Royal Road of Eats
By Stett Holbrook
EL CAMINO REAL between Santa Clara and Sunnyvale may not be the most scenic of Silicon Valley byways, but mile for mile it's got one of the most dynamic food scenes in the South Bay. I call it the Seoul Delhi because of the density of Indian and Korean restaurants. If I let a few weeks go by without visiting the area there are always a few new restaurants and markets that have opened up.
I was driving down El Camino the other day on the hunt for Indian mangoes, a rather expensive and short-lived treat that appears in Indian markets in early spring (read about the decadent fruit on my blog at metroactive.com/livefeed) when I spied the garish red and yellow sign of Dosa Place, a newish restaurant that specializes in, you guessed it, dosas, those wonderful South Indian crepes made with fermented rice and lentil batter. Since I was in the neighborhood I decided to check it out as well as some other new and not-so-new places that caught my eye. Inside the 9-month-old restaurant, the crowded benchlike tables are done up in the same Wienerschnitzel red and yellow as the sign outside. This is fast food, but it's of a much higher caliber than your typical corporate burger barn.
There are more than two dozen kinds of dosa available as well as uthappams, huge Indian pancakes with made with lentils and rice with various vegetables cooked right into the batter, as well as snacks and rice dishes. I went for the flagship "Dosa Place special rava masala dosa," a doormat-size, lacy crepe that was crunchy and yet chewy. Inside, the dosa was dusted with chopped almonds and cashews and filled with buttery spiced potatoes. The trio of spicy and sweet chutneys and piquant sambar completed it. It was fantastic.
After Dosa Place, I headed over to Roll House, another literally named place that specializes in Korean sushi known as kimbap, rice and seaweed rolls filled with fish, but also heartier ingredients like fried pork, barbecued beef and even what looked like slices of Kraft cheese. The rice is seasoned with a bit of salt and sesame oil instead of the vinegar used in Japanese sushi rice.
The tiny restaurant was packed for lunch, and I had to wait for a table. When I was finally seated, I ordered a barbecued beef and cucumber roll and a bowl of vegetable ramen. Korean food lacks the delicacy and restraint of Japanese food, and paired with the savory bowl of ramen, the beef roll and noodle made for a hearty lunch with leftovers to spare.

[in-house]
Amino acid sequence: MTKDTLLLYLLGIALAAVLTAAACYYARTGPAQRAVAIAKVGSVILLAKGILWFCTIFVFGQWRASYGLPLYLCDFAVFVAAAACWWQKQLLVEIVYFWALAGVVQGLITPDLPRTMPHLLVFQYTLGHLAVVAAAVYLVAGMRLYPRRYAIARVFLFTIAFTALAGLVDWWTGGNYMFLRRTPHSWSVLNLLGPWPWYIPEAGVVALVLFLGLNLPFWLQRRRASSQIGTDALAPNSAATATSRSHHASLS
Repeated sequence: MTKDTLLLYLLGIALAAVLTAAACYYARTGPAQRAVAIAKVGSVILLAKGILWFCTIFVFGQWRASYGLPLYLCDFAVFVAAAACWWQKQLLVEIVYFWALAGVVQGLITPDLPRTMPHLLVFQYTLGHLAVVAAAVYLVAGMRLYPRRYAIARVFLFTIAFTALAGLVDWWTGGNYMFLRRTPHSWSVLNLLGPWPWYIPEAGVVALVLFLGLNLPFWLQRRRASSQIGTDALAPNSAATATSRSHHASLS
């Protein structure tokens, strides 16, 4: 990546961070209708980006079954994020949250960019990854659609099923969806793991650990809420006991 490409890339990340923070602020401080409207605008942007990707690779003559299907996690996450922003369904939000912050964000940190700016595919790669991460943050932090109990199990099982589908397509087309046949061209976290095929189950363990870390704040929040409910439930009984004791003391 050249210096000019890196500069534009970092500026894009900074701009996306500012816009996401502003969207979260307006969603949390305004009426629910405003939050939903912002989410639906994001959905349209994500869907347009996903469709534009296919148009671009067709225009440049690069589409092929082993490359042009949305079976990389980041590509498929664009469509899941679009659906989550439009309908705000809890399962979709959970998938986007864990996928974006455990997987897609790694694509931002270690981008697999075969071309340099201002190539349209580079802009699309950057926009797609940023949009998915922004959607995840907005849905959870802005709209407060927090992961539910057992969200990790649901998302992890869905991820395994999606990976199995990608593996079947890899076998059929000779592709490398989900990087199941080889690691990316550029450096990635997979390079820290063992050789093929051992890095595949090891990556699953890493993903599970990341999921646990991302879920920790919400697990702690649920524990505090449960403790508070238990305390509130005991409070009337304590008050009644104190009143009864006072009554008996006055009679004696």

The following day, I checked out the oddly named Tofu House and Chocolate Sushi. The restaurant was formerly Kampai, a Japanese fusion restaurant, but that concept didn't take. Instead of fusion, the new owners have put two cuisines—Korean and Japanese—side by side. Politically speaking, Japan and South Korea haven't always gotten along, but here the two cuisines co-exist in perfect harmony.
The word "tofu" on the storefronts of El Camino Real Korean restaurants tells you that they serve soondobu, bubbling pots of fiery stew made with soft tofu and various meats, seafood and vegetables. I love it on cold days, but the mushroom soondobu (sometimes spelled soontofu) I tried was just as good on a hot spring day. Even without meat, it was substantial and filling. From the Japanese side of the menu I ordered one of the hulking rolls. Given their size and nontraditional ingredients (cream cheese, macadamia nuts, avocado), the rolls are more American than Japanese and would make a sushi purist run for the hills. These are the double bacon cheeseburgers of the sushi world. Given their size, the rolls are fairly priced. The "oh yes roll" goes for $10.95 and wraps tuna, salmon, yellow tail and avocado in rice that's been lightly battered and fried and then drizzled with a creamy spicy sauce and an unagi sauce. "Over-the-top-might" be a better name for this roll.
Time and stomach capacity didn't permit another stop, but next time I'm in the neighborhood I'm headed for Jang-Tu Soondae, a little Korean restaurant that specializes in soondae, Korean blood sausage made with sweet rice and sweet potatoes noodles. I've already got the headline for that column picked out: soondae, bloody soondae. Such are the gastronomic thrills to be found on El Camino Real.
2665 El Camino Real, Santa Clara. 408.243.3672.
3486 El Camino Real, Santa Clara. 408.246.4888.
1012 E. El Camino Real, Sunnyvale. 408.245.5720.
Tofu House and Chocolate Sushi
595 E. El Camino Real, Sunnyvale. 408.830.0628.
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